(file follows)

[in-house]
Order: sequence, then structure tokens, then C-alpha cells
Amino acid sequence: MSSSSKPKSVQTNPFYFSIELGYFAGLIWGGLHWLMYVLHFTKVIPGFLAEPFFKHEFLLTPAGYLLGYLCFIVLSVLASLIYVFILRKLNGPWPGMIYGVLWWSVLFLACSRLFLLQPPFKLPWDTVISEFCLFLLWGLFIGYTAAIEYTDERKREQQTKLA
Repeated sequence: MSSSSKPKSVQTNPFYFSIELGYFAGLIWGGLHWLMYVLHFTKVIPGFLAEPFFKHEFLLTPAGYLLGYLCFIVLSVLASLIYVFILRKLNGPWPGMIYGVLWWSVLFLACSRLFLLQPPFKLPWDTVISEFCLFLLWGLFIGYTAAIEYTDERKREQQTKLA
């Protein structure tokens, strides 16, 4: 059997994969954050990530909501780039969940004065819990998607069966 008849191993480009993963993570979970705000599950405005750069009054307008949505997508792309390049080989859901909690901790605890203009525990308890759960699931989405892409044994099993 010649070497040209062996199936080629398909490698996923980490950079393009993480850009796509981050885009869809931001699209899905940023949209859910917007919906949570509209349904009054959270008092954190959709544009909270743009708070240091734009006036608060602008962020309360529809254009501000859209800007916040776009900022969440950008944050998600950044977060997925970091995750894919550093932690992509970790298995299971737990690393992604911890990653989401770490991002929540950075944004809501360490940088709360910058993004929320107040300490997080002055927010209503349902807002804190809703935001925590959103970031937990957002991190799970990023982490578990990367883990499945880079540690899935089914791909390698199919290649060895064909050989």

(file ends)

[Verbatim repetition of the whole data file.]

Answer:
[in-house]
Order: sequence, then structure tokens, then C-alpha cells
Amino acid sequence: MSSSSKPKSVQTNPFYFSIELGYFAGLIWGGLHWLMYVLHFTKVIPGFLAEPFFKHEFLLTPAGYLLGYLCFIVLSVLASLIYVFILRKLNGPWPGMIYGVLWWSVLFLACSRLFLLQPPFKLPWDTVISEFCLFLLWGLFIGYTAAIEYTDERKREQQTKLA
Repeated sequence: MSSSSKPKSVQTNPFYFSIELGYFAGLIWGGLHWLMYVLHFTKVIPGFLAEPFFKHEFLLTPAGYLLGYLCFIVLSVLASLIYVFILRKLNGPWPGMIYGVLWWSVLFLACSRLFLLQPPFKLPWDTVISEFCLFLLWGLFIGYTAAIEYTDERKREQQTKLA
């Protein structure tokens, strides 16, 4: 059997994969954050990530909501780039969940004065819990998607069966 008849191993480009993963993570979970705000599950405005750069009054307008949505997508792309390049080989859901909690901790605890203009525990308890759960699931989405892409044994099993 010649070497040209062996199936080629398909490698996923980490950079393009993480850009796509981050885009869809931001699209899905940023949209859910917007919906949570509209349904009054959270008092954190959709544009909270743009708070240091734009006036608060602008962020309360529809254009501000859209800007916040776009900022969440950008944050998600950044977060997925970091995750894919550093932690992509970790298995299971737990690393992604911890990653989401770490991002929540950075944004809501360490940088709360910058993004929320107040300490997080002055927010209503349902807002804190809703935001925590959103970031937990957002991190799970990023982490578990990367883990499945880079540690899935089914791909390698199919290649060895064909050989």